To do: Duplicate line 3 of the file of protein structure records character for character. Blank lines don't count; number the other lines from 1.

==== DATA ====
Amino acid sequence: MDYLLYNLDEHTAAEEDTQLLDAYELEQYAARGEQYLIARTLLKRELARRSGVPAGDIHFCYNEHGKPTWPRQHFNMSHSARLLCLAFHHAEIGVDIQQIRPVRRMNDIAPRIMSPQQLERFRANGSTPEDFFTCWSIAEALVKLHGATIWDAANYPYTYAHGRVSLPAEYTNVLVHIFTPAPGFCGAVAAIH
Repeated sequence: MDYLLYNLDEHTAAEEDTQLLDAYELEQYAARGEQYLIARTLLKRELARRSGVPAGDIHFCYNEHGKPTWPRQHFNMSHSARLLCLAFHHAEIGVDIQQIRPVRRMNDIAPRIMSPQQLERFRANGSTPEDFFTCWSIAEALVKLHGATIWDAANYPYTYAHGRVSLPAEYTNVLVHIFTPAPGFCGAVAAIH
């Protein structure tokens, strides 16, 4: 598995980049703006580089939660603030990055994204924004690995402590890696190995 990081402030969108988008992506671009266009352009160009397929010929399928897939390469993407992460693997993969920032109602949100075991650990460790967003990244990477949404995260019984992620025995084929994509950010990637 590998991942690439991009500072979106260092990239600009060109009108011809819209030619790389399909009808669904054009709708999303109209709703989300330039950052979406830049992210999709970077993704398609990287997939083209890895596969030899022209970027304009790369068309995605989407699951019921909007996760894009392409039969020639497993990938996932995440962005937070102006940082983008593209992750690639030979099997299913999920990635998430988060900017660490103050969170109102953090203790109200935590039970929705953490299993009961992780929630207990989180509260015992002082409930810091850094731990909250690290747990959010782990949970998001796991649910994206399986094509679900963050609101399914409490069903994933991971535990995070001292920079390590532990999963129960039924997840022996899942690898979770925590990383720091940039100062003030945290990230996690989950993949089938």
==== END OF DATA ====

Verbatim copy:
């Protein structure tokens, strides 16, 4: 598995980049703006580089939660603030990055994204924004690995402590890696190995 990081402030969108988008992506671009266009352009160009397929010929399928897939390469993407992460693997993969920032109602949100075991650990460790967003990244990477949404995260019984992620025995084929994509950010990637 590998991942690439991009500072979106260092990239600009060109009108011809819209030619790389399909009808669904054009709708999303109209709703989300330039950052979406830049992210999709970077993704398609990287997939083209890895596969030899022209970027304009790369068309995605989407699951019921909007996760894009392409039969020639497993990938996932995440962005937070102006940082983008593209992750690639030979099997299913999920990635998430988060900017660490103050969170109102953090203790109200935590039970929705953490299993009961992780929630207990989180509260015992002082409930810091850094731990909250690290747990959010782990949970998001796991649910994206399986094509679900963050609101399914409490069903994933991971535990995070001292920079390590532990999963129960039924997840022996899942690898979770925590990383720091940039100062003030945290990230996690989950993949089938």